While the ECB still hopes to award 40 new full-time professional contracts to women cricketers this year, there has been little communication from the governing body on the matter according to Lancashire left-arm spinner Alex Hartley.
As part of a revamp of women’s domestic cricket, the ECB announced last October that 40 full-time contracts would be awarded this year as part of a new eight-team regional structure. Those contracts were set to come into effect on May 1, but the process has been delayed by the ramifications of the coronavirus crisis.
Clare Connor, the ECB’s managing director of women’s cricket, has said that “we are still hopeful of awarding those 40 contracts this year”, but the delay has left those who looked set to earn a living through the game this summer in limbo. Another blow to the finances of women cricketers has been the launch of The Hundred being moved to 2021.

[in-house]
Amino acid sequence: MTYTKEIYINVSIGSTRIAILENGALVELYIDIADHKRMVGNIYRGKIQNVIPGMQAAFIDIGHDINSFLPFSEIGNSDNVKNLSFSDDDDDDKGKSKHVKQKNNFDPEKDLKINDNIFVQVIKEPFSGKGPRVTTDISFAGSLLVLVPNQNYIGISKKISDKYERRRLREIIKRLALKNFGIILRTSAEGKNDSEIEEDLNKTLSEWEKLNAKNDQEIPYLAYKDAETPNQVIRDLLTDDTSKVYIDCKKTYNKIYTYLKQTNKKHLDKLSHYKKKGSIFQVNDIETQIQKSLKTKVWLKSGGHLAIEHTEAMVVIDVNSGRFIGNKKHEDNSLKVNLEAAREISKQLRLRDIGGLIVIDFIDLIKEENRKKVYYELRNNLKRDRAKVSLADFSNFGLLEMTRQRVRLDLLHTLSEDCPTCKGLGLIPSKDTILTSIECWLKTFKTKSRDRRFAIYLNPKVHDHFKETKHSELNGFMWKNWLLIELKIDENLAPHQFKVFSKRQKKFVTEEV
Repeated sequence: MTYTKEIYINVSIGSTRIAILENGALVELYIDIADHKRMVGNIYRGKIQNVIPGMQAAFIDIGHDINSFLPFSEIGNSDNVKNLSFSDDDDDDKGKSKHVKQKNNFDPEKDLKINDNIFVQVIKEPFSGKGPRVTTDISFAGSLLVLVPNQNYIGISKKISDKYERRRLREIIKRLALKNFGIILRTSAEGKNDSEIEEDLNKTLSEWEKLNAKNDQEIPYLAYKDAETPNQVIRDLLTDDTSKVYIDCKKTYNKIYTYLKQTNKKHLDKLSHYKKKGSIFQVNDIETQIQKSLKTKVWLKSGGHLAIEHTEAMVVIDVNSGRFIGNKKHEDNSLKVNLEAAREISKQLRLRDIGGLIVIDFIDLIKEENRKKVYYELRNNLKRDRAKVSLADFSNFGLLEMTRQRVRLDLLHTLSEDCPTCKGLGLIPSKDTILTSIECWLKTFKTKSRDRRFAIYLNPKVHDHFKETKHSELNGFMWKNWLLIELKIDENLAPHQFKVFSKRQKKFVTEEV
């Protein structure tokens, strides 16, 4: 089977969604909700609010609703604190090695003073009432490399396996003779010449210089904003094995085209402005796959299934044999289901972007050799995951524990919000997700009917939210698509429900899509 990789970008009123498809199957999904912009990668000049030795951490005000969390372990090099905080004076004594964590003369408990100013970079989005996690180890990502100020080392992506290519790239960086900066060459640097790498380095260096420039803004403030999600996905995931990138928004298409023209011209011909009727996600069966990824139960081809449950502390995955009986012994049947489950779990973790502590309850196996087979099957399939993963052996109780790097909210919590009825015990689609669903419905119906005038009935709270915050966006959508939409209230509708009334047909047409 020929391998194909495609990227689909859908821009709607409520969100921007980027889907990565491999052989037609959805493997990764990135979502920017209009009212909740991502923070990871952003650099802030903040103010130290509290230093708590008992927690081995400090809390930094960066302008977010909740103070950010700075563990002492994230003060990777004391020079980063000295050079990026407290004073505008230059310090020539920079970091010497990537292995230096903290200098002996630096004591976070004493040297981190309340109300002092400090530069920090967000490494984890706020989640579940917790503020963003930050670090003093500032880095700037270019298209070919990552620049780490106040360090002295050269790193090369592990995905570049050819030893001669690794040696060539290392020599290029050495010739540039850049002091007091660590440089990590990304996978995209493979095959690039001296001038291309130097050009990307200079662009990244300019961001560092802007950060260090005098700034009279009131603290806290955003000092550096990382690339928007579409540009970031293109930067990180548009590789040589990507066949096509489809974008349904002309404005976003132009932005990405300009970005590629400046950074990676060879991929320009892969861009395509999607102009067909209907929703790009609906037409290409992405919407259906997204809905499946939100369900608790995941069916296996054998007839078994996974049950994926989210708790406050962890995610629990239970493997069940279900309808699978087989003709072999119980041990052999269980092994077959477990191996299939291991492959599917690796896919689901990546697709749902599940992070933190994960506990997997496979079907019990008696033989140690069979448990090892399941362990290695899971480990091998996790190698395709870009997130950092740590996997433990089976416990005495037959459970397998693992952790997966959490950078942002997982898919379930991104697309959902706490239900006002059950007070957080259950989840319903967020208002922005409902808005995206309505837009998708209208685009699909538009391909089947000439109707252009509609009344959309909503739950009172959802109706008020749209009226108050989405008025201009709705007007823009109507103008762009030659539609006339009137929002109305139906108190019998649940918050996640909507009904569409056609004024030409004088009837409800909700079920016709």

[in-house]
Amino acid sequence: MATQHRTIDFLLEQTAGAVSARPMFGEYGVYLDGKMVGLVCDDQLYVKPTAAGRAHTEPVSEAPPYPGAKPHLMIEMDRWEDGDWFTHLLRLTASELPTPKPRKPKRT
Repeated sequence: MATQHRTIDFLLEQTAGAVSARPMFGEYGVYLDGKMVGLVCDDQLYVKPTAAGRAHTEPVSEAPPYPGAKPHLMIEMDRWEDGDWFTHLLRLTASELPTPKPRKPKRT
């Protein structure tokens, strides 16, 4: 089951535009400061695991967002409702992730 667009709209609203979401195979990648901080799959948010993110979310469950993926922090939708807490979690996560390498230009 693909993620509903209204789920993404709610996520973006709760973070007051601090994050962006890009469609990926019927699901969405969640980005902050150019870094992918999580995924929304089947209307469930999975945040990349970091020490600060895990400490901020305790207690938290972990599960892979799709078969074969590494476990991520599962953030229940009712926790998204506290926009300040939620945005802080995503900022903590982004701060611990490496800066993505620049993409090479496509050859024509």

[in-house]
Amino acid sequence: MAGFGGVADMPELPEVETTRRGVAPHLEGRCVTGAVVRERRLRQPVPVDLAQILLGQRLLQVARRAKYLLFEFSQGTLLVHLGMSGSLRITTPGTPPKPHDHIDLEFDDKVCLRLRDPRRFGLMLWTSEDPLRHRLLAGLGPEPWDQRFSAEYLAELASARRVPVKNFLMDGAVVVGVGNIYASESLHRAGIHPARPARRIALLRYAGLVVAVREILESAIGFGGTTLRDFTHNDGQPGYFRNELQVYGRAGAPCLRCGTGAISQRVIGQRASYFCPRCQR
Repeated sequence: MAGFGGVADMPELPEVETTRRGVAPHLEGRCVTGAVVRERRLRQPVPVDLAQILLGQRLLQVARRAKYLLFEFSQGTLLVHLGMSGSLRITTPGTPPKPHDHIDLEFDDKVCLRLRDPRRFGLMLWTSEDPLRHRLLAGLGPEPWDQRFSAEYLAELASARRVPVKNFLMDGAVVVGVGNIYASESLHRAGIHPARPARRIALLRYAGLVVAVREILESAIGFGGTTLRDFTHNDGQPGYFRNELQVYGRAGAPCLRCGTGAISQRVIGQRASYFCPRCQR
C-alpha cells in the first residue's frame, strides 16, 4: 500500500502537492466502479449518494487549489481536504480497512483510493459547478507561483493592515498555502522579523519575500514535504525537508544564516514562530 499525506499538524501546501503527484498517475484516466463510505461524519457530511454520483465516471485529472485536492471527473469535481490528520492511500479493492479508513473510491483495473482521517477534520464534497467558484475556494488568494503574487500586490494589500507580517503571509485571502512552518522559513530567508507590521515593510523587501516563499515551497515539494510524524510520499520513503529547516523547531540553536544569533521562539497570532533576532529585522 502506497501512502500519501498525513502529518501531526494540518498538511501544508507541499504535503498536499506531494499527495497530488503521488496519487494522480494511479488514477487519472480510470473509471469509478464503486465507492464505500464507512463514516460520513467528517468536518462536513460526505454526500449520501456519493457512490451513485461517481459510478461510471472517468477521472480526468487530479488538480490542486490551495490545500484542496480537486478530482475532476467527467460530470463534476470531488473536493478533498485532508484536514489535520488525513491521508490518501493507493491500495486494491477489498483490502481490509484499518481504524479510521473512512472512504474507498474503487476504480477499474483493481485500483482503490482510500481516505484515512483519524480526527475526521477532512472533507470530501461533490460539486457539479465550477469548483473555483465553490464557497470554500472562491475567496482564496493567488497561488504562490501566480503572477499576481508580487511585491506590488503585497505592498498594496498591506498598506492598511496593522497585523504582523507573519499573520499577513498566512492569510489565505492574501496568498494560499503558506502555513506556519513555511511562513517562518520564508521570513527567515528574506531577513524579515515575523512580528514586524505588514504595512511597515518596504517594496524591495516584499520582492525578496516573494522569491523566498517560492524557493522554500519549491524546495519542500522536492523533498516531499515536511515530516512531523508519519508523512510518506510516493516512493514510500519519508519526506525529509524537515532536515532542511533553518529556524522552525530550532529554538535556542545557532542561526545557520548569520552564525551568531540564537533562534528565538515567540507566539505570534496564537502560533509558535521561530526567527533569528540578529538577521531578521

Hartley, whose England central contract expired at the start of this year, is vying for one of the new playing contracts, but claims that she has had to follow recent developments on the matter through the media rather than the ECB.
“My big issue with this is that everything I’m reading in the papers and on Twitter and the internet is the first I’ve ever heard of anything,” Hartley told the Wisden Cricket Weekly Podcast. “If I’m potentially one of these contracted players, I’m finding things out through the media.
“From my point of view, losing my England contract and then being told, ‘You can still be a professional cricketer from April, and then there’s The Hundred, you’ll earn a decent wage’ – now it’s May 7 and I haven’t heard a single thing. I’m jobless, I’ve got no income, no car, I’ve got a mortgage. It’s getting to the point where I’m going to have to get a job.”
Hartley added that a Zoom meeting has been arranged for next Thursday by the ECB to share information with women county cricketers.
Speaking to reporters earlier this week Connor revealed that the ECB is exploring the set-up of a “kind of retainer system” for those who were in line for the new contracts, offering financial packages lower than full-time salaries.
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